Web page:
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ESSAY CONTAINS EXPLICIT CONTENT
EPF 2011 Finalist
Michael Christopher Brown
The Libyan Republic
Since arriving in Libya, I have tried to understand the situation. People swap facts, predictions and rumors, but the complexity of the conflict makes it impossible to fully comprehend. Once a picture is taken or a word is written it is already old news. There seems to be no way to catch up, as the database of history is filed before it is processed. And as a result I have become more confused. But I can attest to one reality, shown in these photographs. They form a loose record of my experience during the war in Libya.
Colonel Muammar Gaddafi ruled Libya for 42 years. During his reign, supporters were given power while those opposed saw their lives crumble. Libya changed from an optimistic, patriotic society to a people living double lives, resigning basic human rights in the face of a brutal authoritarian regime. Trust was elusive and the people were cold.
Then everything began to change. After dictators in similar Mafia-like states of Tunisia and Egypt were forced to leave, thousands of Libyans planned their own Day of Rage. In Benghazi, a peaceful protest on February 15th became a massacre, as protestors were fired upon by police forces. As the uprising spread across eastern Libya, young men throwing stones stormed the Katiba in Benghazi only to be slaughtered by anti-aircraft guns. Though hundreds of them were killed, with help from General Younes special forces the protestors took Benghazi back from Gaddafi. So began the revolution in Libya.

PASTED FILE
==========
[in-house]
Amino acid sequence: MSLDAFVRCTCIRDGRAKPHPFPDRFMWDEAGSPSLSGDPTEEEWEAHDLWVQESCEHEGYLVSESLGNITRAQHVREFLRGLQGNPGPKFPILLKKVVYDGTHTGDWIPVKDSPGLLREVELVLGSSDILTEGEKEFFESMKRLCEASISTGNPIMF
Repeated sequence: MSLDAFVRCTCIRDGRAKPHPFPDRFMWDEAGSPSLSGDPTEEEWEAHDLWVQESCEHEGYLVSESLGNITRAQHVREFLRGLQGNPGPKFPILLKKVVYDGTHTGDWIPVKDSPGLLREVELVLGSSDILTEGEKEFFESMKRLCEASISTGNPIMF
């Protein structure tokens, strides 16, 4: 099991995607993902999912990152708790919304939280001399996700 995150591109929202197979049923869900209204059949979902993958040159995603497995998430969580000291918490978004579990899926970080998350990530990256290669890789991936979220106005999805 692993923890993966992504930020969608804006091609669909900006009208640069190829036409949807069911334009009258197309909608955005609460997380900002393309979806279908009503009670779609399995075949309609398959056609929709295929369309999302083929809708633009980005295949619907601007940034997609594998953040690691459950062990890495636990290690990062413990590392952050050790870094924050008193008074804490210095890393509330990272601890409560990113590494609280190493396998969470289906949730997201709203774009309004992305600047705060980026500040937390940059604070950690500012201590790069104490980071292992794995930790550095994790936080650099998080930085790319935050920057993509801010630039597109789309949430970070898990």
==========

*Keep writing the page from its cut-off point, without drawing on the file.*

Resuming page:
Today, as the war rages on in eastern Libya and in Misrata, Libyans are treating each other as family while creating a new Libya for themselves, not Gaddafi. Though their cities are in shambles, freedom is in the air.
The more time I spend in Libya the more questions I have. Will NATO give up? Who are the rebels and the people creating the new Libyan Republic? Who were the children affected by the HIV trial? What happened to the missing soldiers in the war with Chad and where are their families?
This summer I will attempt to find some of these lost pieces of a past long covered up by the Gaddafi regime and continue documenting daily life, both of which have been shielded from foreign eyes for nearly half a century.
This story has been published before on BURN Magazine, in FOAM magazine (Spring 2011), National Geographic Magazine (July 2011), Das Magazin (April 2011), Photoworld (April 2011), and on Time.com (2011).
Michael Christopher Brown is a contributing photographer to National Geographic Magazine and works regularly for Fortune, GEO and Time magazines, among others. While earning a master of arts in documentary photography from the School of Visual Communication, Brown was named College Photographer of the Year. A former attendee of the World Press Joop Swart Masterclass, his work has won numerous awards from organizations such as BURN, CENTER, Magenta, PDN, The Art Directors Club, Canon and Anthropographia. American Photo magazine named him among a new generation of photo pioneers.